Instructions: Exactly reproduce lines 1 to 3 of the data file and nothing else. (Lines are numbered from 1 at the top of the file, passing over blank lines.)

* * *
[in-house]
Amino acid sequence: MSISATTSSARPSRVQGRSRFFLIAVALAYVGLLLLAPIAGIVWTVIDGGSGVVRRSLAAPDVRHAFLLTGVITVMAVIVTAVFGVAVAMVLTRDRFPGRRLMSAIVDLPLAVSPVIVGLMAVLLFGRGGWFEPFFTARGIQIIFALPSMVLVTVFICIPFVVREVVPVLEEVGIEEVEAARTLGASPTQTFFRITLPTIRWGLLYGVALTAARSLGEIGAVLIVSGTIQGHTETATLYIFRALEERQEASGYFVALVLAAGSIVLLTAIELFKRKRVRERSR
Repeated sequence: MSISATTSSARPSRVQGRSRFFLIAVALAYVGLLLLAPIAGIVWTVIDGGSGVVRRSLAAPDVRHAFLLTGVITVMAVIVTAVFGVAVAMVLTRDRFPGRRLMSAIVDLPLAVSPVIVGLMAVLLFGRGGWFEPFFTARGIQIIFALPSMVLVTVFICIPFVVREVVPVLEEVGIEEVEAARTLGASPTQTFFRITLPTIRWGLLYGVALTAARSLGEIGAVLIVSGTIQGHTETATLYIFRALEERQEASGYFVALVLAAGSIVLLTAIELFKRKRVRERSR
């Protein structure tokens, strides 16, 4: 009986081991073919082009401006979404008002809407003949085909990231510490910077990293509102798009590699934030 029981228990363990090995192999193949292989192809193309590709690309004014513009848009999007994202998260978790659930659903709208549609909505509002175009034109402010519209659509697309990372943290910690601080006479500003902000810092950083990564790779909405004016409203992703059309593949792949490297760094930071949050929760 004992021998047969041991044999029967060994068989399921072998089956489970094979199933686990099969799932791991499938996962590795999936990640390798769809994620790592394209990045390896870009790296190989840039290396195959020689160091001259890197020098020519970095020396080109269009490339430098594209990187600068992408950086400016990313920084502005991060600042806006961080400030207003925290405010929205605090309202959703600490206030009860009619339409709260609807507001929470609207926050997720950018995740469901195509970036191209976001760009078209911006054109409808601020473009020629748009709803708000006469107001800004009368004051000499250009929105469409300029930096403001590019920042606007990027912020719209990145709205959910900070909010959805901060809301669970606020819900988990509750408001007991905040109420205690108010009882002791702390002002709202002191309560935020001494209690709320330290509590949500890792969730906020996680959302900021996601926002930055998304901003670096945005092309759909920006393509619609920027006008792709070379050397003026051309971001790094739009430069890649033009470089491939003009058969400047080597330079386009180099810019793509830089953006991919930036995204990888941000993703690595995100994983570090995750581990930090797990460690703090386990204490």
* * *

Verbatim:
[in-house]
Amino acid sequence: MSISATTSSARPSRVQGRSRFFLIAVALAYVGLLLLAPIAGIVWTVIDGGSGVVRRSLAAPDVRHAFLLTGVITVMAVIVTAVFGVAVAMVLTRDRFPGRRLMSAIVDLPLAVSPVIVGLMAVLLFGRGGWFEPFFTARGIQIIFALPSMVLVTVFICIPFVVREVVPVLEEVGIEEVEAARTLGASPTQTFFRITLPTIRWGLLYGVALTAARSLGEIGAVLIVSGTIQGHTETATLYIFRALEERQEASGYFVALVLAAGSIVLLTAIELFKRKRVRERSR
Repeated sequence: MSISATTSSARPSRVQGRSRFFLIAVALAYVGLLLLAPIAGIVWTVIDGGSGVVRRSLAAPDVRHAFLLTGVITVMAVIVTAVFGVAVAMVLTRDRFPGRRLMSAIVDLPLAVSPVIVGLMAVLLFGRGGWFEPFFTARGIQIIFALPSMVLVTVFICIPFVVREVVPVLEEVGIEEVEAARTLGASPTQTFFRITLPTIRWGLLYGVALTAARSLGEIGAVLIVSGTIQGHTETATLYIFRALEERQEASGYFVALVLAAGSIVLLTAIELFKRKRVRERSR